TOKYO -- When Subaru arrived in the United States in the 1960s, ads used the unflattering slogan "cheap and ugly."
The brand has come a long way. But to critics, the concept of "Subaru styling" is still an oxymoron. Even loyalists describe it as "quirky"; the less charitable choose "bland" and "boxy."
Subaru is one of the few brands that have been unscathed, even growing stronger, during the U.S. recession -- and now it wants to build on its success. The company finally is getting serious about design, its Achilles' heel, and is turning to an outsider as the new point man.
Osamu Namba joined Subaru in 2008, hired from an independent styling studio he had founded a decade earlier. His mission is to unify the Subaru look across models and win new fans.
"We want to broaden the appeal to make it accessible to more than a small, loyal crowd," Namba, 54, said last month in an interview at the Tokyo headquarters of Fuji Heavy Industries Ltd., Subaru's parent company. "We need to add a more contemporary element."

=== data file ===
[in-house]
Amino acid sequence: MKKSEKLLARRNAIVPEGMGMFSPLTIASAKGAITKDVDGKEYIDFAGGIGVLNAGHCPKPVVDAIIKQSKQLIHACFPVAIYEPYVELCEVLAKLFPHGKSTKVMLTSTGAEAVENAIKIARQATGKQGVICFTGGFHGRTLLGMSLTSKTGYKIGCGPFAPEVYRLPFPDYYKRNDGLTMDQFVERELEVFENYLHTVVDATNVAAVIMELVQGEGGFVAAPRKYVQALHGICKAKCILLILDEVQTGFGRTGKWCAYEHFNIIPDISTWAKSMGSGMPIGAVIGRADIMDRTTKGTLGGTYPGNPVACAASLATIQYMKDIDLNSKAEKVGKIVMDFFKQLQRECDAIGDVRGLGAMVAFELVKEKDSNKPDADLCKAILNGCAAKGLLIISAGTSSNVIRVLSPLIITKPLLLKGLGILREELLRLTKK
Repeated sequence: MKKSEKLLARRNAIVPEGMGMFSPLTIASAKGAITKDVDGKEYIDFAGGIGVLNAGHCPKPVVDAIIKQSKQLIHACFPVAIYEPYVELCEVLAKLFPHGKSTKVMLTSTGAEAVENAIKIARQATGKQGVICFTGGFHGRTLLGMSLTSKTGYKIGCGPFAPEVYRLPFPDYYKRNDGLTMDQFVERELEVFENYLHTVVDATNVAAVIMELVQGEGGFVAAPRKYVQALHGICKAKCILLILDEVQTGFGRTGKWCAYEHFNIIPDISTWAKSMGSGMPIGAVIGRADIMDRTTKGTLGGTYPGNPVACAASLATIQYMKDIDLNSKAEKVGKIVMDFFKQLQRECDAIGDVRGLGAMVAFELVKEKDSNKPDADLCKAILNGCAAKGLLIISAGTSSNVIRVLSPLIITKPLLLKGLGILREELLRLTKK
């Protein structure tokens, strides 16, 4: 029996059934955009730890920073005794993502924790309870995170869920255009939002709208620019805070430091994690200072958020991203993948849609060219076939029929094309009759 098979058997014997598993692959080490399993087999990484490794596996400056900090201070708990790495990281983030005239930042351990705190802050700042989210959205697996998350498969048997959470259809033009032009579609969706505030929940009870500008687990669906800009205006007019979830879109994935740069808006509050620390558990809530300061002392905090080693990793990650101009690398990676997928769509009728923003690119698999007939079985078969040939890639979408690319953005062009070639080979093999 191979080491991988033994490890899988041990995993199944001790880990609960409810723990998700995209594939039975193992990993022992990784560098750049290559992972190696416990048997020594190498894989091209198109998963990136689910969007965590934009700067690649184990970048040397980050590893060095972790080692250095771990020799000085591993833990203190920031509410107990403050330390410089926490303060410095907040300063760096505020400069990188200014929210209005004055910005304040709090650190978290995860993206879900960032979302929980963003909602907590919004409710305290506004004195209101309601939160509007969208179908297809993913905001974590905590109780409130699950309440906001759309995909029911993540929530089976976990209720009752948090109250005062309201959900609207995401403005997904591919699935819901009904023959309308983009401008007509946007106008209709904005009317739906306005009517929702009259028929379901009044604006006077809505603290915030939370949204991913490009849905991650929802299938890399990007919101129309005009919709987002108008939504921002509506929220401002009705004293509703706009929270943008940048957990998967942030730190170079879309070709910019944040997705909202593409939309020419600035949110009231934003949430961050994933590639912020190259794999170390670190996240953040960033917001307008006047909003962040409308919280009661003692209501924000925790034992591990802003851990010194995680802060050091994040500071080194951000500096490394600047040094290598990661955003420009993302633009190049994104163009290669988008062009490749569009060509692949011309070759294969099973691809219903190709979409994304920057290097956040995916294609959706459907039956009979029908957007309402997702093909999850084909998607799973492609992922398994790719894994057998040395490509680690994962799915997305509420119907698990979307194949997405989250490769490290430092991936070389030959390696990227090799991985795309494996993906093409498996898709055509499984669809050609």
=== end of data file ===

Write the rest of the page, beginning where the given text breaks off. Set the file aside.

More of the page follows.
Styling long played second fiddle to the Subaru brand's engineering must-haves: all-wheel drive, horizontal boxer engine and a functional interior.
Traditionally, the Subaru boxer engine's horizontally aligned pistons make for a low front profile. But they also lend the car a lower center of gravity, making it more agile. Tall roofs, meanwhile, offer plenty of cargo space for all the outdoor gear that Subaru fans tote around, while aiding visibility.
Performance came first -- and if the car looked funny, so be it. Previous attempts to improve design sometimes fell spectacularly flat -- most notably the widely panned, aircraft-inspired "propeller" grille of the mid-2000s.